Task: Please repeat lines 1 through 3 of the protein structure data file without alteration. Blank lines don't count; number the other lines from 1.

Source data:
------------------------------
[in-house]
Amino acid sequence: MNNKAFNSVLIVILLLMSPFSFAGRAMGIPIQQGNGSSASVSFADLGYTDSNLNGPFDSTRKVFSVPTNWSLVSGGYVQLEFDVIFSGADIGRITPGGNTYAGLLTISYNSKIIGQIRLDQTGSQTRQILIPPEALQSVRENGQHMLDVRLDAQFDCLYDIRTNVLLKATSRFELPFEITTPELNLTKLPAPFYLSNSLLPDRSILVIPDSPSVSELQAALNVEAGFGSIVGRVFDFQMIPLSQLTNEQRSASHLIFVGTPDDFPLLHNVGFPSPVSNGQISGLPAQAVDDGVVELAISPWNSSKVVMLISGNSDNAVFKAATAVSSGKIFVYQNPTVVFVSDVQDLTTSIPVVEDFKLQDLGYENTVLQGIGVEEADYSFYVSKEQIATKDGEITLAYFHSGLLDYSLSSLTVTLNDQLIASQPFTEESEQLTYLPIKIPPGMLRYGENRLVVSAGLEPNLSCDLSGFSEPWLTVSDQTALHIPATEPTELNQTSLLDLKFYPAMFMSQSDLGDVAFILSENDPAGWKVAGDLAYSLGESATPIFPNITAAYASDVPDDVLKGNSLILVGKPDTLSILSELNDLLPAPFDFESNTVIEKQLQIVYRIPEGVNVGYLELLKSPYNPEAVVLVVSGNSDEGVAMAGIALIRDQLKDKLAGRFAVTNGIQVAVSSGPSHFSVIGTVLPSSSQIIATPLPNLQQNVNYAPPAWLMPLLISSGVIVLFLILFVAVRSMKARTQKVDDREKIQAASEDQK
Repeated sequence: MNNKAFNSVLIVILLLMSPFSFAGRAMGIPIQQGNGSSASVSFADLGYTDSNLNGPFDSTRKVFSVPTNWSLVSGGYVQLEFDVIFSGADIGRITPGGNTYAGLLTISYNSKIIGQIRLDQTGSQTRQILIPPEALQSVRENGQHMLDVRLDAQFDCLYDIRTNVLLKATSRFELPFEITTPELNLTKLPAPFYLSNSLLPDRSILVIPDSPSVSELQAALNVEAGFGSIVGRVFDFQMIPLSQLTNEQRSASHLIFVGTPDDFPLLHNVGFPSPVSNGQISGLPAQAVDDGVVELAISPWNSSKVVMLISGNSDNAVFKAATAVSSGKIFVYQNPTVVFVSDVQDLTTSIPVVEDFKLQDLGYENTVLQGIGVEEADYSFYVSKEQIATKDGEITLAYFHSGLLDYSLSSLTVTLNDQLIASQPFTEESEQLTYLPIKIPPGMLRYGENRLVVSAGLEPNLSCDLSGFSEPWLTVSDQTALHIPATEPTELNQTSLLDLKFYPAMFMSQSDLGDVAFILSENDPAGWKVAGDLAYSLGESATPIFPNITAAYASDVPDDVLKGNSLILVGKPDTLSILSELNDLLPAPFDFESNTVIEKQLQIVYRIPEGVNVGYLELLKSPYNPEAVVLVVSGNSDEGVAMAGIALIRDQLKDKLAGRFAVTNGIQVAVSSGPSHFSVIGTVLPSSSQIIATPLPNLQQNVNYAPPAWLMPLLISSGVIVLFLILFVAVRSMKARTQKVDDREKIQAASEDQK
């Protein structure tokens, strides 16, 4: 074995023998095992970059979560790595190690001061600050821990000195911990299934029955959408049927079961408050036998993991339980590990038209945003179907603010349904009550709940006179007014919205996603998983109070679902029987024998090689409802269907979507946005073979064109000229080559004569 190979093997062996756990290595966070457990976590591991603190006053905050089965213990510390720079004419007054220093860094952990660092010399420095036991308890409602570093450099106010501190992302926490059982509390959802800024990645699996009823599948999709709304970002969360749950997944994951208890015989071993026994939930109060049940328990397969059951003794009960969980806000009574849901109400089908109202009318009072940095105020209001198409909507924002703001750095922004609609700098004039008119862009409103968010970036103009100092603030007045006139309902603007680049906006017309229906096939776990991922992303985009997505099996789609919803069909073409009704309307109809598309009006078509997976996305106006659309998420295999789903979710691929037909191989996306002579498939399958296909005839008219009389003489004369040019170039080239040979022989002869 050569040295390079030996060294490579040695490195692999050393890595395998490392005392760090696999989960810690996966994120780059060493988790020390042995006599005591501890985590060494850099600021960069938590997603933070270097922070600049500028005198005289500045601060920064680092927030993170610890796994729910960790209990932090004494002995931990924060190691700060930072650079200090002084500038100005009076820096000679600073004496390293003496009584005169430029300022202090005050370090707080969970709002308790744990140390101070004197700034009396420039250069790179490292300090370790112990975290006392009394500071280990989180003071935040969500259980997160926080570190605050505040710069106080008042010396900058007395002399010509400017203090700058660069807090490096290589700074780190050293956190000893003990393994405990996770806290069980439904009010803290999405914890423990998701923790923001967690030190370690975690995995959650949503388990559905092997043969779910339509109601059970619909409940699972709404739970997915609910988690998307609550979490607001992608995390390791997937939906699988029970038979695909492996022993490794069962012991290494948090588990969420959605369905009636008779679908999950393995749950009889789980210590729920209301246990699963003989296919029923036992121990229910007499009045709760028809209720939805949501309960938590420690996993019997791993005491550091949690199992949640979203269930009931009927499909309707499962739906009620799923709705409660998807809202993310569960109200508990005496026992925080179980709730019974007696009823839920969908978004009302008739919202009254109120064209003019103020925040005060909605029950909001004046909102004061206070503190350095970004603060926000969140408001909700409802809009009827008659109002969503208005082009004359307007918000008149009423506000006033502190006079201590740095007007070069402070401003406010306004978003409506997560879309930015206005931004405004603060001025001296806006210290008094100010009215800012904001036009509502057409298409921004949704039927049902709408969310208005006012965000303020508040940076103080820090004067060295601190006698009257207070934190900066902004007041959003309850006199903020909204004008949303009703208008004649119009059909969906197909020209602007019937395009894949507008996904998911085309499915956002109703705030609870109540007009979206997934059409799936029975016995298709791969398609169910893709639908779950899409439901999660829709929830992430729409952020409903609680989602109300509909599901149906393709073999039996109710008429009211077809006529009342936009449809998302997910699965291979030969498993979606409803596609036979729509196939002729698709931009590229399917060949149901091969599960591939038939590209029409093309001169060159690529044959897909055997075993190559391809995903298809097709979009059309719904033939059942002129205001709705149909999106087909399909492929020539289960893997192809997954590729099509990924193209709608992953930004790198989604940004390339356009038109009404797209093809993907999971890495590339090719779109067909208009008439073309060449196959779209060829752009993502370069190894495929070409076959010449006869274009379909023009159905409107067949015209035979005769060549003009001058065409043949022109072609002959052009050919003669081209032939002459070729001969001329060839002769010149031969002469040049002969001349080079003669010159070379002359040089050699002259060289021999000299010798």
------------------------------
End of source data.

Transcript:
[in-house]
Amino acid sequence: MNNKAFNSVLIVILLLMSPFSFAGRAMGIPIQQGNGSSASVSFADLGYTDSNLNGPFDSTRKVFSVPTNWSLVSGGYVQLEFDVIFSGADIGRITPGGNTYAGLLTISYNSKIIGQIRLDQTGSQTRQILIPPEALQSVRENGQHMLDVRLDAQFDCLYDIRTNVLLKATSRFELPFEITTPELNLTKLPAPFYLSNSLLPDRSILVIPDSPSVSELQAALNVEAGFGSIVGRVFDFQMIPLSQLTNEQRSASHLIFVGTPDDFPLLHNVGFPSPVSNGQISGLPAQAVDDGVVELAISPWNSSKVVMLISGNSDNAVFKAATAVSSGKIFVYQNPTVVFVSDVQDLTTSIPVVEDFKLQDLGYENTVLQGIGVEEADYSFYVSKEQIATKDGEITLAYFHSGLLDYSLSSLTVTLNDQLIASQPFTEESEQLTYLPIKIPPGMLRYGENRLVVSAGLEPNLSCDLSGFSEPWLTVSDQTALHIPATEPTELNQTSLLDLKFYPAMFMSQSDLGDVAFILSENDPAGWKVAGDLAYSLGESATPIFPNITAAYASDVPDDVLKGNSLILVGKPDTLSILSELNDLLPAPFDFESNTVIEKQLQIVYRIPEGVNVGYLELLKSPYNPEAVVLVVSGNSDEGVAMAGIALIRDQLKDKLAGRFAVTNGIQVAVSSGPSHFSVIGTVLPSSSQIIATPLPNLQQNVNYAPPAWLMPLLISSGVIVLFLILFVAVRSMKARTQKVDDREKIQAASEDQK
Repeated sequence: MNNKAFNSVLIVILLLMSPFSFAGRAMGIPIQQGNGSSASVSFADLGYTDSNLNGPFDSTRKVFSVPTNWSLVSGGYVQLEFDVIFSGADIGRITPGGNTYAGLLTISYNSKIIGQIRLDQTGSQTRQILIPPEALQSVRENGQHMLDVRLDAQFDCLYDIRTNVLLKATSRFELPFEITTPELNLTKLPAPFYLSNSLLPDRSILVIPDSPSVSELQAALNVEAGFGSIVGRVFDFQMIPLSQLTNEQRSASHLIFVGTPDDFPLLHNVGFPSPVSNGQISGLPAQAVDDGVVELAISPWNSSKVVMLISGNSDNAVFKAATAVSSGKIFVYQNPTVVFVSDVQDLTTSIPVVEDFKLQDLGYENTVLQGIGVEEADYSFYVSKEQIATKDGEITLAYFHSGLLDYSLSSLTVTLNDQLIASQPFTEESEQLTYLPIKIPPGMLRYGENRLVVSAGLEPNLSCDLSGFSEPWLTVSDQTALHIPATEPTELNQTSLLDLKFYPAMFMSQSDLGDVAFILSENDPAGWKVAGDLAYSLGESATPIFPNITAAYASDVPDDVLKGNSLILVGKPDTLSILSELNDLLPAPFDFESNTVIEKQLQIVYRIPEGVNVGYLELLKSPYNPEAVVLVVSGNSDEGVAMAGIALIRDQLKDKLAGRFAVTNGIQVAVSSGPSHFSVIGTVLPSSSQIIATPLPNLQQNVNYAPPAWLMPLLISSGVIVLFLILFVAVRSMKARTQKVDDREKIQAASEDQK